I was able to get the tool to work for the first stage PFC boost design. I will check this out more. Thank you for your help.

PIExpert online limits you to PIXLS for designs using the LCS. Here is a first-cut LCS design using an EER35 core running at 100kHz, with 450V B+ voltage. The design has already been tweaked for actual leakage inductance.

Hi.. Can you explain how we are circumventing the energy storage at low line when we use the PFC boost stage circuit? I can use the PFC boos stage but would like to understand the problem with just using a single stage circuit.

The PFC boosts the input AC voltage to a high and regulated B+ voltage, making life much easier for the following DC-DC stage. The voltage to run the PFC stage is actually drawn form a relatively small film capacitor (~0.5-1uF) right after the input rectifier bridge, specified to handle the RMS current drawn by the PFC switching mosfet. The capacitor is deliberately sized to not keep a constant DC voltage, so as not to adversely affect the input power factor. The voltage on this capacitor looks like a rectified sine, with deep notches in the capacitor voltage around the AC zero crossing. The switch in the PFC is sized to handle the peak current necessary for a given output power..

The power factor correction drastically lowers the peak current drawn from the AC line, making life easier for the fuse and EMI filter components. The high B+ voltage allows use of a smaller value bulk capacitor because of the energy storage advantage at high voltage.

A single stage 300W flyback would be an extremely difficult design, with high peak and RMS current drawn from the AC line at low voltage. The switch peak currents would also be extremely high, putting a lot of stress not only on the primary switch , but on the transformer, output rectifier and filter capacitors. The high stress levels lower the attainable efficiency, and would make fan cooling an absolute must. The requirement for energy storage at low input voltage requires use of a large bulk filter cap (2-3 uF/watt).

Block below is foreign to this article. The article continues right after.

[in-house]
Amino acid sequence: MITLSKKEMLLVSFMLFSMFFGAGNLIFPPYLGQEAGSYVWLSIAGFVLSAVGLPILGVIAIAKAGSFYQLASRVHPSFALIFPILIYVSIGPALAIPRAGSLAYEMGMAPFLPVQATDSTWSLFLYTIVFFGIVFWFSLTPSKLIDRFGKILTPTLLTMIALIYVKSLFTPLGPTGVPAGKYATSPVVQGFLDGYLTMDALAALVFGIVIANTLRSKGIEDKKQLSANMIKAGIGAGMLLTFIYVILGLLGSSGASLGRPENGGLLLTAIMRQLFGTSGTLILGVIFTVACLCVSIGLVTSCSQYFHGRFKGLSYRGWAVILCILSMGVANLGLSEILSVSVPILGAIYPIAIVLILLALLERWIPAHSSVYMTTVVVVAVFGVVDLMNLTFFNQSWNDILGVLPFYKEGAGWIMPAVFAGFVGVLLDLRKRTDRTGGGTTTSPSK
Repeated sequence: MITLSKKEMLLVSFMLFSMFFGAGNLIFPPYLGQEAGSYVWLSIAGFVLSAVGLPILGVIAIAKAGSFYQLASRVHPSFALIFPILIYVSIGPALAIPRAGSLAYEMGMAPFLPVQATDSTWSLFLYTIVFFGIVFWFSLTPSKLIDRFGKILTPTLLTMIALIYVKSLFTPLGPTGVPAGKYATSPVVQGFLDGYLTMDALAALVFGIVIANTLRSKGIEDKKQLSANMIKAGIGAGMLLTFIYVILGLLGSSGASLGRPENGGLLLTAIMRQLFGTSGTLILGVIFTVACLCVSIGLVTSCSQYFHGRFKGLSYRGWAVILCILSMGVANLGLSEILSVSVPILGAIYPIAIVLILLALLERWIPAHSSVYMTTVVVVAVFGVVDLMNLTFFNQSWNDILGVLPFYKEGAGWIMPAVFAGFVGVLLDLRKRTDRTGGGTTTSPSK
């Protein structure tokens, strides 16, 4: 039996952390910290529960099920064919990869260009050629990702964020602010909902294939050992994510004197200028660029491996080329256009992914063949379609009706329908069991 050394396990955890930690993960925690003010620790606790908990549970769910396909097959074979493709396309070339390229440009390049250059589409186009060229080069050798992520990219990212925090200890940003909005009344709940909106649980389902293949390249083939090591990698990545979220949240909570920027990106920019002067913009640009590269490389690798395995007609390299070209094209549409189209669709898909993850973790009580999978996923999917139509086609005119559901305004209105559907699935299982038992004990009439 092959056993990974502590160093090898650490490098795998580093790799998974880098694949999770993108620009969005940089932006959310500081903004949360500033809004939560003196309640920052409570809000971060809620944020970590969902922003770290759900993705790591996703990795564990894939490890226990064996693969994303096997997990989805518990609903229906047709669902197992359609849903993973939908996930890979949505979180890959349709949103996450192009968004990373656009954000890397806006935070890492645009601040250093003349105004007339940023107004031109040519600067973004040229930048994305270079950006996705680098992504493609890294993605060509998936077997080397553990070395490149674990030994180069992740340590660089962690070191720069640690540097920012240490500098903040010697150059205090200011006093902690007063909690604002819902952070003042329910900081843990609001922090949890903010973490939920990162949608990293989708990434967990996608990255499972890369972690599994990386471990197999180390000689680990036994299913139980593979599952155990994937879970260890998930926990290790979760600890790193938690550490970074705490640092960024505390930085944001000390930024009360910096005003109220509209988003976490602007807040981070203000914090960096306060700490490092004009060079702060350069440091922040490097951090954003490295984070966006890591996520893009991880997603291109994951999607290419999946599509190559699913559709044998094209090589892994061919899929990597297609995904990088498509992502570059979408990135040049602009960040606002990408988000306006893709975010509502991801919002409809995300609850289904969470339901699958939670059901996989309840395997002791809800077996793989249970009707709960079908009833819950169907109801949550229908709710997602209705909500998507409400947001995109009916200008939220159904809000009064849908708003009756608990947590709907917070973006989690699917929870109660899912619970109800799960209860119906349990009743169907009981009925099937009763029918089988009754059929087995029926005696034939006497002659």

This changes if you use a boost PFC front end, since the flyback is then running at a high and constant input voltage. The PFC and input rectifier bridge will still need a largish heat sink.. The flyback option with PFC front end has a lower efficiency than the 2-switch forward and LLC solutions because of the relatively high peak current, even with a PFC boost front end.

The 2-switch forward is ill-suited for a universal input design because of the wide duty cycle range required to run with universal input. An LLC converter is also ill-suited for universal input operation, as its operating frequency needs to run over a wide range just to handle the voltage change from low line to high line. A battery charger requirement makes this doubly difficult, as the frequency must also change to regulate the output current over a wide range of output voltage. Both the 2-switch forward and LLC converters run optimally with a high, constant DC input voltage. Both will be more efficient than a flyback solution., either universal input or with PFC front end.

Thanks. I am using the following formula to compute the bulk capacitor for the two stage.
Cb = 2*(Output Power/Efficiency)*holduptime / [Vdc^2 - Vmin^2]. I am getting around 732uF. But the tool shows 220uF. How to compare this?
Do you provide any Simplis model or spice model for the controller?

Remember that the bulk capacitor is at the output of the PFC, so you will be getting a regulated B+ voltage of 420-430V. This greatly reduces the amount of capacitor needed for a given output power. For your application, holdup time should not be a consideration, though a 150uF cap gets you just under 20 mS. Bigger considerations are the maximum allowable output ripple (generally ~20V) and capacitor ripple current rating. This is no joke as you will be needing a 500V rated bulk cap, and the higher the voltage rating, the higher the ESR, with lower ripple current rating. You should be using the PFS4 for your input PFC chip, as itts internal mosfet has the voltage rating you will need.

What will be the cost of this solution? Can we discuss the pricing?

You will be the best judge of that, A starting template for estimating costs could be the schematic and BOM of the DER-648, which has roughly the functionality you need. Contact the local PI office for quotes on the PI devices at your proposed manufacturing quantity.